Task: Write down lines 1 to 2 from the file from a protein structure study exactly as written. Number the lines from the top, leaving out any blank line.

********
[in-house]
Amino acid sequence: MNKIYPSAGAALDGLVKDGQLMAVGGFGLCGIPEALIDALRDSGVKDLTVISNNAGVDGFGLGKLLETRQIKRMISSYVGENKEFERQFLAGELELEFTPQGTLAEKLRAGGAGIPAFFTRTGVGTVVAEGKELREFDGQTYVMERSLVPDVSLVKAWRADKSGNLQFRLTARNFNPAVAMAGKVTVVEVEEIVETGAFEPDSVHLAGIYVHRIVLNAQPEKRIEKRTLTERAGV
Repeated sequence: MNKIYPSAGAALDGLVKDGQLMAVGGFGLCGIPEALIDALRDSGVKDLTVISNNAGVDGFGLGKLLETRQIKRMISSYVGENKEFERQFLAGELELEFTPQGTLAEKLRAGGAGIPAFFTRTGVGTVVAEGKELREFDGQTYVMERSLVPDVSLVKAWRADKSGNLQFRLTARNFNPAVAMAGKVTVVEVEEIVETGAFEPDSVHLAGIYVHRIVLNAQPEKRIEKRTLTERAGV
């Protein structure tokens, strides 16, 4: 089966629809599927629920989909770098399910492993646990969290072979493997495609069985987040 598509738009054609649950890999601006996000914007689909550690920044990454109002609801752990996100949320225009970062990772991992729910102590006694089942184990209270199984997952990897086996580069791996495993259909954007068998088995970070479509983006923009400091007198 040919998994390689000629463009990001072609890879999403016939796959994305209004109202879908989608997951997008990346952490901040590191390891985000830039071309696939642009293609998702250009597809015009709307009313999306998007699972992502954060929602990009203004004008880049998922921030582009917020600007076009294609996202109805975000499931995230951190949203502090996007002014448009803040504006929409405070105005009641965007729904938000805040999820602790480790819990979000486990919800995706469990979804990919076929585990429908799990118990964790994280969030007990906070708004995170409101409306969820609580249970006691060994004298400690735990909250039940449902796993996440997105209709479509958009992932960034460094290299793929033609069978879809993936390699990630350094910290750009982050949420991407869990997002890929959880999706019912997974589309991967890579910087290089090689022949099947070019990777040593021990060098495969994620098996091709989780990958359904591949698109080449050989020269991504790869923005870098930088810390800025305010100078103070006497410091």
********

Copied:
[in-house]
Amino acid sequence: MNKIYPSAGAALDGLVKDGQLMAVGGFGLCGIPEALIDALRDSGVKDLTVISNNAGVDGFGLGKLLETRQIKRMISSYVGENKEFERQFLAGELELEFTPQGTLAEKLRAGGAGIPAFFTRTGVGTVVAEGKELREFDGQTYVMERSLVPDVSLVKAWRADKSGNLQFRLTARNFNPAVAMAGKVTVVEVEEIVETGAFEPDSVHLAGIYVHRIVLNAQPEKRIEKRTLTERAGV